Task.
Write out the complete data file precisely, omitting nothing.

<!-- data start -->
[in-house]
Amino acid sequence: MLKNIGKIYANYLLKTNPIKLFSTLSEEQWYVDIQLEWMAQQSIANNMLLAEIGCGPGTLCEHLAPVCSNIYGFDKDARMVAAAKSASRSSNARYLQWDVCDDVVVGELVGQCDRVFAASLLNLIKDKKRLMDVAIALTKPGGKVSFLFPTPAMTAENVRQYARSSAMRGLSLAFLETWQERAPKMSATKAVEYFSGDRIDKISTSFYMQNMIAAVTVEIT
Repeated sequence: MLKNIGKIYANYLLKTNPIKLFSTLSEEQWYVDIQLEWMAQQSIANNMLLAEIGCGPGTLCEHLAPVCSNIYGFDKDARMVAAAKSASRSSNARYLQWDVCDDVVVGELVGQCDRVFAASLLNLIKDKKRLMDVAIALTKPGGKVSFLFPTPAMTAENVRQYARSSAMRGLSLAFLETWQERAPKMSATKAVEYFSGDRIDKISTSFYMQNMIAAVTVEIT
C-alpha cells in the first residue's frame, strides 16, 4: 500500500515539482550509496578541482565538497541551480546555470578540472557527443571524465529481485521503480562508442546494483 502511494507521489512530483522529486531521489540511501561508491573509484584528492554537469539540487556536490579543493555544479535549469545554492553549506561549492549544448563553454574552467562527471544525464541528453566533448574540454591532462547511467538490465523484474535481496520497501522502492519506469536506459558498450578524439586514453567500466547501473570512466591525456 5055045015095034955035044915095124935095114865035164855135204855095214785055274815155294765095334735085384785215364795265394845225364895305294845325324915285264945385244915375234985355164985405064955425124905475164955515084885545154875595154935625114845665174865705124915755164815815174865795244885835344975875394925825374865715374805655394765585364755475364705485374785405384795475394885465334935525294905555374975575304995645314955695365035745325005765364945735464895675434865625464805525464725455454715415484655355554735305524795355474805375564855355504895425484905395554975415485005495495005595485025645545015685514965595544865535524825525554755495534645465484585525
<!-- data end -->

[in-house]
Amino acid sequence: MLKNIGKIYANYLLKTNPIKLFSTLSEEQWYVDIQLEWMAQQSIANNMLLAEIGCGPGTLCEHLAPVCSNIYGFDKDARMVAAAKSASRSSNARYLQWDVCDDVVVGELVGQCDRVFAASLLNLIKDKKRLMDVAIALTKPGGKVSFLFPTPAMTAENVRQYARSSAMRGLSLAFLETWQERAPKMSATKAVEYFSGDRIDKISTSFYMQNMIAAVTVEIT
Repeated sequence: MLKNIGKIYANYLLKTNPIKLFSTLSEEQWYVDIQLEWMAQQSIANNMLLAEIGCGPGTLCEHLAPVCSNIYGFDKDARMVAAAKSASRSSNARYLQWDVCDDVVVGELVGQCDRVFAASLLNLIKDKKRLMDVAIALTKPGGKVSFLFPTPAMTAENVRQYARSSAMRGLSLAFLETWQERAPKMSATKAVEYFSGDRIDKISTSFYMQNMIAAVTVEIT
C-alpha cells in the first residue's frame, strides 16, 4: 500500500515539482550509496578541482565538497541551480546555470578540472557527443571524465529481485521503480562508442546494483 502511494507521489512530483522529486531521489540511501561508491573509484584528492554537469539540487556536490579543493555544479535549469545554492553549506561549492549544448563553454574552467562527471544525464541528453566533448574540454591532462547511467538490465523484474535481496520497501522502492519506469536506459558498450578524439586514453567500466547501473570512466591525456 5055045015095034955035044915095124935095114865035164855135204855095214785055274815155294765095334735085384785215364795265394845225364895305294845325324915285264945385244915375234985355164985405064955425124905475164955515084885545154875595154935625114845665174865705124915755164815815174865795244885835344975875394925825374865715374805655394765585364755475364705485374785405384795475394885465334935525294905555374975575304995645314955695365035745325005765364945735464895675434865625464805525464725455454715415484655355554735305524795355474805375564855355504895425484905395554975415485005495495005595485025645545015685514965595544865535524825525554755495534645465484585525